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Anyone knows how to do this? The answer I’m getting is not correct.

Prove by induction that, for all integers $n\ge1$, $$\sum_{i=1}^n (3i-1)^2 = \frac12 n(6n^2 + 3n – 1). $$

Thanks

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This Is what I have managed to get. After this I think I’m doing something wrong:

$$ \frac12 n(6n^2 + 3n – 1 + 6n + 4) (3n +2). $$

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You prove it the usual way:

**Base.** Establish the result for $n=1$.

If $n=1$, then the left hand side is

$$\sum_{i=1}^1(3i-1)^2 = (3(1)-1)^2 = 4,$$

and the right hand side is

$$\frac{1}{2}(1)\left(6(1)^2 + 3(1) – 1\right) = \frac{1}{2}(8) = 4.$$

So we have equality.

*Inductive Step.*

**Induction Hypothesis.** The result holds for $k$; that is,

$$\sum_{i=1}^k(3i-1)^2 = \frac{1}{2}k(6k^2 + 3k – 1).$$

**To prove.** The result holds for $k+1$.

$$\begin{align*}

\sum_{i=1}^{k+1}(3i-1)^2 &= \left(\sum_{i=1}^k(3i-1)^2\right) + (3(k+1)-1)^2\\

&= \frac{1}{2}k(6k^2+3k-1) + (3(k+1)-1)^2 &\text{(by the Induction Hypothesis)}\\

&=\frac{1}{2}k(6k^2+3k-1) + (3k+2)^2\\

&=\frac{1}{2}k(6k^2+3k-1) + (9k^2 + 12k+4)\\

&= \frac{1}{2}\left(6k^3 + 3k^2 – k + 18k^2 + 24k + 8\right)\\

&= \frac{1}{2}\left(6k^3 + 21k^2 + 23k + 8\right)\\

&=\frac{1}{2}\left(6(k^3 + 3k^2 + 3k + 1) + 3k^2 + 5k + 2\right)\\

&=\frac{1}{2}\left(6(k+1)^3 + 3(k^2 + 2k + 1) -k – 1\right)\\

&=\frac{1}{2}\left(6(k+1)^3 + 3(k+1)^2 – (k+1)\right)\\

&=\frac{1}{2}(k+1)\left(6(k+1)^2 + 3(k+1) – 1\right).

\end{align*}$$

As this is exactly what we needed to show for $k+1$, this proves the inductive step.

**Conclusion.** The given formula holds for $n=1$; and if it holds for $k$, then it also holds for $k+1$. By mathematical induction, the given formula holds for all positive integers $n$. $\Box$

Hint: use telescopy, i.e. a very simple telescopic induction proof yields

$$\rm\ f(n)\ =\ \sum_{i\: =\: 1}^n\:\ (3i-1)^2\ \ \iff\ \ \ f(n) – f(n-1)\ =\ (3n-1)^2,\quad\ f(0) = 0$$

So the proof reduces to showing that $\rm\:f(n) = n(6n^2 + 3n – 1)/2\:$ satisfies the RHS equations. Clearly $\rm\:f(0) = 0$. The other equality is between two quadratics, so to prove it we need only show they are equal at $3$ points, say $\rm\:n = 0,1,2.\:$ Since $\rm\:f(-1)=-1,\:f(0)=0,\:f(1)=4,\:f(2)=29$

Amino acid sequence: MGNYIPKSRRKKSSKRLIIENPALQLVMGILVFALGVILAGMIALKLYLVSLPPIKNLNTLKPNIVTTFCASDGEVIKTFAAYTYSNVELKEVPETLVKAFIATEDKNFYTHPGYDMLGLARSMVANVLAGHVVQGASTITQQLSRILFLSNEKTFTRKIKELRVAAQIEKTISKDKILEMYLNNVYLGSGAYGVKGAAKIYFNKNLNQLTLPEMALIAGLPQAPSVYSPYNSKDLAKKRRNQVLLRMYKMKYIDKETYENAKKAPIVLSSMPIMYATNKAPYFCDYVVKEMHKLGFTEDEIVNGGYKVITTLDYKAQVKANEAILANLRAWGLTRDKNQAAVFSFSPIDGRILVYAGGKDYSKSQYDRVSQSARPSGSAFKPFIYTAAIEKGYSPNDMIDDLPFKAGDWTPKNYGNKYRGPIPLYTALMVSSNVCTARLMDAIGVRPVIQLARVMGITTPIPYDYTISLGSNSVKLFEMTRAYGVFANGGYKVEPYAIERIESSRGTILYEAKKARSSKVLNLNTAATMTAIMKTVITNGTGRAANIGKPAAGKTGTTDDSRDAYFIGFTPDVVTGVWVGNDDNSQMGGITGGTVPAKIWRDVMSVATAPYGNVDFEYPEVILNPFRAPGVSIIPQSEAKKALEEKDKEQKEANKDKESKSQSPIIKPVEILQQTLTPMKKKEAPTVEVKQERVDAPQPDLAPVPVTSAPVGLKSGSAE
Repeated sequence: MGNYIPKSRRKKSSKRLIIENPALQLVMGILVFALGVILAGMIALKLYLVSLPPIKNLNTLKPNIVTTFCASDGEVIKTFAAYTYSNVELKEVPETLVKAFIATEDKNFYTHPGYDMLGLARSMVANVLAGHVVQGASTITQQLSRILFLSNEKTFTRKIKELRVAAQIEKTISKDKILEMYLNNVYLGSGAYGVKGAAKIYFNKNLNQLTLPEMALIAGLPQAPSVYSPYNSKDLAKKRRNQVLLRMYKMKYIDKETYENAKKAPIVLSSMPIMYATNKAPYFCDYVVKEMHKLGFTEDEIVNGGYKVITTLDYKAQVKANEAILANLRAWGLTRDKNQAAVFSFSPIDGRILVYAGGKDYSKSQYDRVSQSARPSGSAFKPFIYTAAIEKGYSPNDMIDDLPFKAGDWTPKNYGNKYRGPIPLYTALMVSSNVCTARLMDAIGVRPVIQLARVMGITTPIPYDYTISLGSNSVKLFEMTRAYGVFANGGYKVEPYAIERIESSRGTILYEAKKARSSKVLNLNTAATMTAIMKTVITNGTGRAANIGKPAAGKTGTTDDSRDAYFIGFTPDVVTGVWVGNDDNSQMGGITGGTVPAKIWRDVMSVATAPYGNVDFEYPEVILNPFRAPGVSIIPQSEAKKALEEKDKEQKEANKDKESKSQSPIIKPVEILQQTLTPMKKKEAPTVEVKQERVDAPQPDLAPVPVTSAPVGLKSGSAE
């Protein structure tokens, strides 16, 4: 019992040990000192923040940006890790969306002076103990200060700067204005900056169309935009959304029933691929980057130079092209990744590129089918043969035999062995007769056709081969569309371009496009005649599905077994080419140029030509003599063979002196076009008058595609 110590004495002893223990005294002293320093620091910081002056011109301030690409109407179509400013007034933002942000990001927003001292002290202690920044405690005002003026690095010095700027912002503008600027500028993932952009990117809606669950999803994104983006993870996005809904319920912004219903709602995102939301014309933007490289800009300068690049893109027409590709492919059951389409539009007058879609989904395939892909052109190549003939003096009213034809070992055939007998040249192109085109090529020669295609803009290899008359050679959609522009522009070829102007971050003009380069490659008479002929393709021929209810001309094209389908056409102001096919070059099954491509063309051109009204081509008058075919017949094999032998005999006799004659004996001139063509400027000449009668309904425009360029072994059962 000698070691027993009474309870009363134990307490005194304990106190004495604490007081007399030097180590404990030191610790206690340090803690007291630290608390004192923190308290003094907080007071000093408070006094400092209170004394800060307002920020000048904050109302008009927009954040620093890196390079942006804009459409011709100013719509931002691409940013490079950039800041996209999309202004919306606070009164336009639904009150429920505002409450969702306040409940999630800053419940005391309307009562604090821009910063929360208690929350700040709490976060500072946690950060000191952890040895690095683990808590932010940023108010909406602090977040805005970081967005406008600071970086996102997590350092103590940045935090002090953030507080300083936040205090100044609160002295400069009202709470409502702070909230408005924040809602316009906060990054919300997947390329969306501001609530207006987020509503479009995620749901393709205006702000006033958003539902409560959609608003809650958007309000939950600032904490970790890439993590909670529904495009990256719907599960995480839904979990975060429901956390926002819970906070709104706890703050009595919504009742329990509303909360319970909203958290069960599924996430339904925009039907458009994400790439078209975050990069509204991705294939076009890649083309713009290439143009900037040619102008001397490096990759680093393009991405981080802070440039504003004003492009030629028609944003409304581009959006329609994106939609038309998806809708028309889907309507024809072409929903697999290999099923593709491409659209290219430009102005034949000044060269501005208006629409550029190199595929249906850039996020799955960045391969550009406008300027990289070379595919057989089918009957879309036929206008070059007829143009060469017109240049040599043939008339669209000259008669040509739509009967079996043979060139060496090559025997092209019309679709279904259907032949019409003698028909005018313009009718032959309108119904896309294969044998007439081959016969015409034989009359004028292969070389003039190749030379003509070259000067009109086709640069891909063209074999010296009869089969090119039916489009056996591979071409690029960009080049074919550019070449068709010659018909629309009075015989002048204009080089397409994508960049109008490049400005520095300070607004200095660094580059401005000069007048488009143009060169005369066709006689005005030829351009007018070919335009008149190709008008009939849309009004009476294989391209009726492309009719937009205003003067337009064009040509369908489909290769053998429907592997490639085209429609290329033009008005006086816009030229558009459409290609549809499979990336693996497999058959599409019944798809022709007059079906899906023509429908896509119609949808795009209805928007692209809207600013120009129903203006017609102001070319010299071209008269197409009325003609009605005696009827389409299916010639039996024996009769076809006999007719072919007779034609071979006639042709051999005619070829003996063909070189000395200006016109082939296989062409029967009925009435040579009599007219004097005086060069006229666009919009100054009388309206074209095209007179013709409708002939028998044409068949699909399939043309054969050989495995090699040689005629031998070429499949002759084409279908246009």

$\rm\qquad\qquad n=0:\quad f(0)-f(-1)= 0-(-1) =\: (3\cdot 0-1)^2$

$\rm\qquad\qquad n=1:\quad f(1)\ -\ f(0)\:= 4\ \ -\ \ 0\ =\:\ (3\cdot 1 -1)^2$

$\rm\qquad\qquad n=2:\quad f(2)\ -\ f(1)\:= 29\ -\ 4\: =\:\ (3\cdot 2 -1)^2\quad$ **QED**

Note that the above method yields a simple mechanical *algorithm* for constructing such proofs.

Check the statement for $n=1$ (this is the *base case*):

$$\sum_{i=1}^1(3i-1)^2=(3\cdot1-1)^2=2^2=\fbox{4}$$

$$\left(\frac{1}{2}(1)\right)(6\cdot1^2+3\cdot1-1)=\frac{1}{2}\cdot 8=\fbox{4}$$

So the statement is true for $n=1$!

Now we want to show that, any time the statement is true when $n=k$ (for some $k$), it will also necessarily be true when $n=k+1$.

So, let’s suppose the statement is true when $n=k$ (this is the *induction hypothesis*). That is, suppose

$$\sum_{i=1}^k(3i-1)^2=\left(\frac{1}{2}(k)\right)(6k^2+3k-1).\qquad(*)$$

Our goal is to show, using this hypothesis, that the statement is true when $n=k+1$; that is,

$$\sum_{i=1}^{k+1}(3i-1)^2=\left(\frac{1}{2}(k+1)\right)(6(k+1)^2+3(k+1)-1).\qquad (**)$$

Observe that the difference between the left sides of equations $(*)$ and $(**)$ is

$$\left(\sum_{i=1}^{k+1}(3i-1)^2\right)-\left(\sum_{i=1}^k(3i-1)^2\right)=(3(k+1)-1)^2.$$

We are assuming that equation $(*)$ is valid; so $(**)$ can only be true if the difference on the right sides is also equal to this quantity. That is, in order to conclude that the statement is true for $n=k+1$, we must show that

$$\left(\frac{1}{2}(k+1)\right)(6(k+1)^2+3(k+1)-1)=\left(\frac{1}{2}(k)\right)(6k^2+3k-1)+(3(k+1)-1)^2$$

Expanding out, this is clear. Thus, we have proved the base case (true for $n=1$), and the induction step (true for $n=k$ implies true for $n=k+1$), so the statement is true by induction.

$$

\begin{align*}

\sum_{i=1}^n (3i-1)^2 &= \sum_{i=1}^n \left( (9i)^2 -6i +1 \right)\\

&= 9 \frac{n(n+1)(2n+1)}{6} – 6\frac{n(n+1)}{2} + n\\

&= 3n(n+1) \left( \frac{2n+1}{2} -1 \right) +n \\

&= 3n(n+1) \left( \frac{2n-1}{2} \right) +n \\

&= \frac{3n(n+1)(2n-1)+2n}{2}\\

&= n \left(\frac{6n^2+3n-1}{2} \right)\\

&= 3n^3+\frac{3n^2}{2}-\frac{n}{2}\\

\end{align*}

$$

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